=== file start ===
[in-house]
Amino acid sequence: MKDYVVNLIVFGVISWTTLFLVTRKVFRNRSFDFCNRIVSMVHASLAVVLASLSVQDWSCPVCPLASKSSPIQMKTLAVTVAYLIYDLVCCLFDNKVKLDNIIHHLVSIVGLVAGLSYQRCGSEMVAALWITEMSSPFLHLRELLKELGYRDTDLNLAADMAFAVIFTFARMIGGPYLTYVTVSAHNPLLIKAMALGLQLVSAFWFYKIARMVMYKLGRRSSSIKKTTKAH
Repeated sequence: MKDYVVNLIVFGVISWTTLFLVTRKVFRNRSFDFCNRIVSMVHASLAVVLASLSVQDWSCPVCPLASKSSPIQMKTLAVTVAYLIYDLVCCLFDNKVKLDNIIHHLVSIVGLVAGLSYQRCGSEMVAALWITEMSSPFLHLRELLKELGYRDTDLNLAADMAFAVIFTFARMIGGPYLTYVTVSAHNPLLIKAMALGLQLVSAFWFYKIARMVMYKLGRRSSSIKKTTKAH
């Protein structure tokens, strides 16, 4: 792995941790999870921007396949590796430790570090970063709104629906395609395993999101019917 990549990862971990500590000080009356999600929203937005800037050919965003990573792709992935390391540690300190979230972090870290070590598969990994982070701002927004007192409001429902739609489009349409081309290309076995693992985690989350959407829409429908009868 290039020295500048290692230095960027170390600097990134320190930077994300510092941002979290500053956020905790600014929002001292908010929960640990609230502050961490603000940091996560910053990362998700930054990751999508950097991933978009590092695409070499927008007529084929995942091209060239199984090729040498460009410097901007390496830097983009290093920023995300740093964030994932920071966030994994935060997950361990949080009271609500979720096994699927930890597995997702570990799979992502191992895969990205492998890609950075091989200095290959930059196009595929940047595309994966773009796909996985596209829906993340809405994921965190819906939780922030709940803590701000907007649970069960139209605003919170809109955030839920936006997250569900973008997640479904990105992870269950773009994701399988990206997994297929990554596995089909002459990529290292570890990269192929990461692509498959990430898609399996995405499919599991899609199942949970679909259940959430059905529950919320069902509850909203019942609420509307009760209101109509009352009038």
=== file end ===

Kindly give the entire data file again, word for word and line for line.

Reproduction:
[in-house]
Amino acid sequence: MKDYVVNLIVFGVISWTTLFLVTRKVFRNRSFDFCNRIVSMVHASLAVVLASLSVQDWSCPVCPLASKSSPIQMKTLAVTVAYLIYDLVCCLFDNKVKLDNIIHHLVSIVGLVAGLSYQRCGSEMVAALWITEMSSPFLHLRELLKELGYRDTDLNLAADMAFAVIFTFARMIGGPYLTYVTVSAHNPLLIKAMALGLQLVSAFWFYKIARMVMYKLGRRSSSIKKTTKAH
Repeated sequence: MKDYVVNLIVFGVISWTTLFLVTRKVFRNRSFDFCNRIVSMVHASLAVVLASLSVQDWSCPVCPLASKSSPIQMKTLAVTVAYLIYDLVCCLFDNKVKLDNIIHHLVSIVGLVAGLSYQRCGSEMVAALWITEMSSPFLHLRELLKELGYRDTDLNLAADMAFAVIFTFARMIGGPYLTYVTVSAHNPLLIKAMALGLQLVSAFWFYKIARMVMYKLGRRSSSIKKTTKAH
């Protein structure tokens, strides 16, 4: 792995941790999870921007396949590796430790570090970063709104629906395609395993999101019917 990549990862971990500590000080009356999600929203937005800037050919965003990573792709992935390391540690300190979230972090870290070590598969990994982070701002927004007192409001429902739609489009349409081309290309076995693992985690989350959407829409429908009868 290039020295500048290692230095960027170390600097990134320190930077994300510092941002979290500053956020905790600014929002001292908010929960640990609230502050961490603000940091996560910053990362998700930054990751999508950097991933978009590092695409070499927008007529084929995942091209060239199984090729040498460009410097901007390496830097983009290093920023995300740093964030994932920071966030994994935060997950361990949080009271609500979720096994699927930890597995997702570990799979992502191992895969990205492998890609950075091989200095290959930059196009595929940047595309994966773009796909996985596209829906993340809405994921965190819906939780922030709940803590701000907007649970069960139209605003919170809109955030839920936006997250569900973008997640479904990105992870269950773009994701399988990206997994297929990554596995089909002459990529290292570890990269192929990461692509498959990430898609399996995405499919599991899609199942949970679909259940959430059905529950919320069902509850909203019942609420509307009760209101109509009352009038």